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In the Gloaming: Storiesby Alice Elliott Dark
Chapter One: In the Gloaming
He wanted to talk again, suddenly. During the days, he still brooded, scowling at the swimming pool from the vantage point of his wheelchair, where he sat covered with blankets in spite of the summer heat. In the evenings, though, he became more like his old self: his old old self, really. He became sweeter, the way he'd been as a child, before he began to gird himself with layers of irony and clever remarks. He spoke with an openness that astonished her. No one she knew talked that way — no man at least. After he was asleep, Janet would run through the conversations in her mind and realize what it was she wished she'd said. She knew she was generally considered sincere, but that had more to do with her being a good listener than with how she expressed herself. She found it hard work to keep up with him, but it was the work she had pined for all her life.
A month earlier, after a particularly long and grueling visit with a friend who'd taken the train down to Wynnemoor from New York, Laird had declared a new policy: no visitors, no telephone calls. She didn't blame him. People who hadn't seen him for a while were often shocked to tears by his appearance, and rather than having them cheer him up, he felt obliged to comfort them. She'd overheard bits of some of those conversations. The final one was no worse than others, but Laird was fed up. He'd said more than once that he wasn't cut out to be the brave one, the one who would inspire everybody to walk away from a visit with him feeling uplifted, shaking their heads in wonder. He had liked being the most handsome and missed it very much. When he'd had enough he went into a self-imposed retreat, complete with a wall of silence and other ascetic practices that kept him busy for several weeks.
Then he softened. Not only did he want to talk again; he wanted to talk to her.
It began the night they ate outside on the terrace for the first time all summer. Afterward, Martin — her husband — got up to make a telephone call, but Janet stayed in her wicker chair, resting before clearing the table. It was one of those moments when she felt nostalgic for cigarettes. On nights like this, when the air was completely still, she used to blow her famous smoke rings for the children, dutifully obeying their commands to blow one through another or three in a row, or to make big, ropey circles that expanded as they floated up to the heavens. She did exactly what they wanted, for as long as they wanted, sometimes going through a quarter of a pack before they allowed her to stop. Incredibly, neither Anne nor Laird became smokers. Just the opposite; they nagged at her to quit and were pleased when she finally did. She wished they had been just a little bit sorry. It was a part of their childhood coming to an end, after all.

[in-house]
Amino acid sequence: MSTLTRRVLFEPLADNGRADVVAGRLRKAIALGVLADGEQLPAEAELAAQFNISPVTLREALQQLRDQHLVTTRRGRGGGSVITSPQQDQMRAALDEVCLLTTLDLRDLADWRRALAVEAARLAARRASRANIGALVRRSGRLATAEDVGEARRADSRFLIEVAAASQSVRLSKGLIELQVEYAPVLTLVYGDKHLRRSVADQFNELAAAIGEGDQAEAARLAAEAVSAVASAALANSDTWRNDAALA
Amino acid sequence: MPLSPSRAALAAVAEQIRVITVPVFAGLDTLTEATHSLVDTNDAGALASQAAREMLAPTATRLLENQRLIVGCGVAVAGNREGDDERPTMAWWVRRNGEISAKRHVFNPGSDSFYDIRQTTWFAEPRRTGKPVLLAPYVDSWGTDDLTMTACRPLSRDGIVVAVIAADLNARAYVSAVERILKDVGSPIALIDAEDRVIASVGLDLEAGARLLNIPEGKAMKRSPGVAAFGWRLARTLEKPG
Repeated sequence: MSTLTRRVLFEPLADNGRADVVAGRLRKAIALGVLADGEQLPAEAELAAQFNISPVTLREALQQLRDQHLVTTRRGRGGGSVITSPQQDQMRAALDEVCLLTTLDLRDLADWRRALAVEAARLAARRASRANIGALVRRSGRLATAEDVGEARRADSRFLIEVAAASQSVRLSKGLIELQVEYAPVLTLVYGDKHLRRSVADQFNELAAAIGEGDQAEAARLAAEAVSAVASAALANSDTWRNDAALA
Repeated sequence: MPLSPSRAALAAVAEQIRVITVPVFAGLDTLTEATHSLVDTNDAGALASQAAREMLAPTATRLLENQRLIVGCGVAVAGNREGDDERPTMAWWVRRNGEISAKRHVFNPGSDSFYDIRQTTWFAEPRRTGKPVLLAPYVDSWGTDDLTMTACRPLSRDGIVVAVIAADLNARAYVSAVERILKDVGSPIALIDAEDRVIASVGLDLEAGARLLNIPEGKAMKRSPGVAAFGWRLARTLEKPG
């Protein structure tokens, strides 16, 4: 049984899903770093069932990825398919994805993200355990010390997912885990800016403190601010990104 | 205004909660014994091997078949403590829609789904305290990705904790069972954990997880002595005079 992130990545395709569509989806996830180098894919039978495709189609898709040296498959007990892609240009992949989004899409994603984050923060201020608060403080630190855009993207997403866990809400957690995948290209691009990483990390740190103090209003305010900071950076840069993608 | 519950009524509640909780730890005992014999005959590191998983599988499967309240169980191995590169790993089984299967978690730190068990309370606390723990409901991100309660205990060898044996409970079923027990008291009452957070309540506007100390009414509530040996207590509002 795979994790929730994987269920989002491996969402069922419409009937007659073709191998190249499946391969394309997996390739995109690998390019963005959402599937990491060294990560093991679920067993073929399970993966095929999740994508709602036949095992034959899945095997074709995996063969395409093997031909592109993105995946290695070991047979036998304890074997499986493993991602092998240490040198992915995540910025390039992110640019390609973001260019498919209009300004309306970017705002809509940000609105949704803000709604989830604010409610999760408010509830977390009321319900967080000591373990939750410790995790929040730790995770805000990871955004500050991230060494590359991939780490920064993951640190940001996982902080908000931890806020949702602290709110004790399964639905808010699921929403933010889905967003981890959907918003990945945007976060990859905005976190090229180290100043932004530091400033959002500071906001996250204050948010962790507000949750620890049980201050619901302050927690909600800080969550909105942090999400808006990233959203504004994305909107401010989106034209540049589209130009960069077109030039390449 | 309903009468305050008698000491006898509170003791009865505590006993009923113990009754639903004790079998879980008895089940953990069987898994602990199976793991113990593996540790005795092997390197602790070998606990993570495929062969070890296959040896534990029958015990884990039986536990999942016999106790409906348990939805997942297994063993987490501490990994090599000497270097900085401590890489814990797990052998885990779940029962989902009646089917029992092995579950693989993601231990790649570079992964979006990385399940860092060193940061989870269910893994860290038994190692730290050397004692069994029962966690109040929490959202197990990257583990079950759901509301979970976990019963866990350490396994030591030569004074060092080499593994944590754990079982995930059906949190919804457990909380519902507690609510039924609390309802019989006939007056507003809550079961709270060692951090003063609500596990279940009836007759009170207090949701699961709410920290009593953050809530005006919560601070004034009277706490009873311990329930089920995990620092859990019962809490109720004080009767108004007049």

Out of habit, she took note of the first lightning bug, the first star. The lawn darkened, and the flowers that had sulked in the heat all day suddenly released their perfumes. She laid her head back on the rim of the chair and closed her eyes. Soon she was following Laird's breathing and found herself picking up the vital rhythms, breathing along. It was so peaceful, being near him like this. How many mothers spend so much time with their thirty-three-year-old sons? She had as much of him now as she'd had when he was an infant — more, because she had the memory of the intervening years as well, to round out her thoughts about him. When they sat quietly together she felt as close to him as she ever had. It was still him in there, inside the failing shell. She still enjoyed him.
"The gloaming," he said, suddenly.
She nodded dreamily, automatically, then sat up. She turned to him. "What?" Although she'd heard.